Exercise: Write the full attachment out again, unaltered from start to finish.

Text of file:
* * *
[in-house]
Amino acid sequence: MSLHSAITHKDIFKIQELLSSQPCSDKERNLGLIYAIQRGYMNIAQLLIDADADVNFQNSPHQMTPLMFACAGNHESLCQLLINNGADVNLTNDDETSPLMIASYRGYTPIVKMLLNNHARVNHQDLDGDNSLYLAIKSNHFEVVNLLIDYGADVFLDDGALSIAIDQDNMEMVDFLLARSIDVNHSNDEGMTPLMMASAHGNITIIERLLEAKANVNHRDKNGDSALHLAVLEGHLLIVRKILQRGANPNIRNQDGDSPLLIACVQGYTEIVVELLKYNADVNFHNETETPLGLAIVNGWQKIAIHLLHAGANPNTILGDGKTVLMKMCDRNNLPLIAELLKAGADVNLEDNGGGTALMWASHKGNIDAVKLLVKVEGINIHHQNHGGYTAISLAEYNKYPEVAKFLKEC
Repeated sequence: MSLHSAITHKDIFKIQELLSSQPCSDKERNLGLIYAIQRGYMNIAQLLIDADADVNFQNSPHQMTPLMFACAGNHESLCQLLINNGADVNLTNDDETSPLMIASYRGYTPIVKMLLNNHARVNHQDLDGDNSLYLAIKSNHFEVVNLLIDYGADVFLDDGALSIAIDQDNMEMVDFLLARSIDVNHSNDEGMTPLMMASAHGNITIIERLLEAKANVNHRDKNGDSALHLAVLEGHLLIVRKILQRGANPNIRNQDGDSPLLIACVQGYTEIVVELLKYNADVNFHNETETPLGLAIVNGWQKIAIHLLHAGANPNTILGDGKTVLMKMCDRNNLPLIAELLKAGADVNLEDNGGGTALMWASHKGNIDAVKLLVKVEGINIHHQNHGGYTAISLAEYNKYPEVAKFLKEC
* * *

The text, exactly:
[in-house]
Amino acid sequence: MSLHSAITHKDIFKIQELLSSQPCSDKERNLGLIYAIQRGYMNIAQLLIDADADVNFQNSPHQMTPLMFACAGNHESLCQLLINNGADVNLTNDDETSPLMIASYRGYTPIVKMLLNNHARVNHQDLDGDNSLYLAIKSNHFEVVNLLIDYGADVFLDDGALSIAIDQDNMEMVDFLLARSIDVNHSNDEGMTPLMMASAHGNITIIERLLEAKANVNHRDKNGDSALHLAVLEGHLLIVRKILQRGANPNIRNQDGDSPLLIACVQGYTEIVVELLKYNADVNFHNETETPLGLAIVNGWQKIAIHLLHAGANPNTILGDGKTVLMKMCDRNNLPLIAELLKAGADVNLEDNGGGTALMWASHKGNIDAVKLLVKVEGINIHHQNHGGYTAISLAEYNKYPEVAKFLKEC
Repeated sequence: MSLHSAITHKDIFKIQELLSSQPCSDKERNLGLIYAIQRGYMNIAQLLIDADADVNFQNSPHQMTPLMFACAGNHESLCQLLINNGADVNLTNDDETSPLMIASYRGYTPIVKMLLNNHARVNHQDLDGDNSLYLAIKSNHFEVVNLLIDYGADVFLDDGALSIAIDQDNMEMVDFLLARSIDVNHSNDEGMTPLMMASAHGNITIIERLLEAKANVNHRDKNGDSALHLAVLEGHLLIVRKILQRGANPNIRNQDGDSPLLIACVQGYTEIVVELLKYNADVNFHNETETPLGLAIVNGWQKIAIHLLHAGANPNTILGDGKTVLMKMCDRNNLPLIAELLKAGADVNLEDNGGGTALMWASHKGNIDAVKLLVKVEGINIHHQNHGGYTAISLAEYNKYPEVAKFLKEC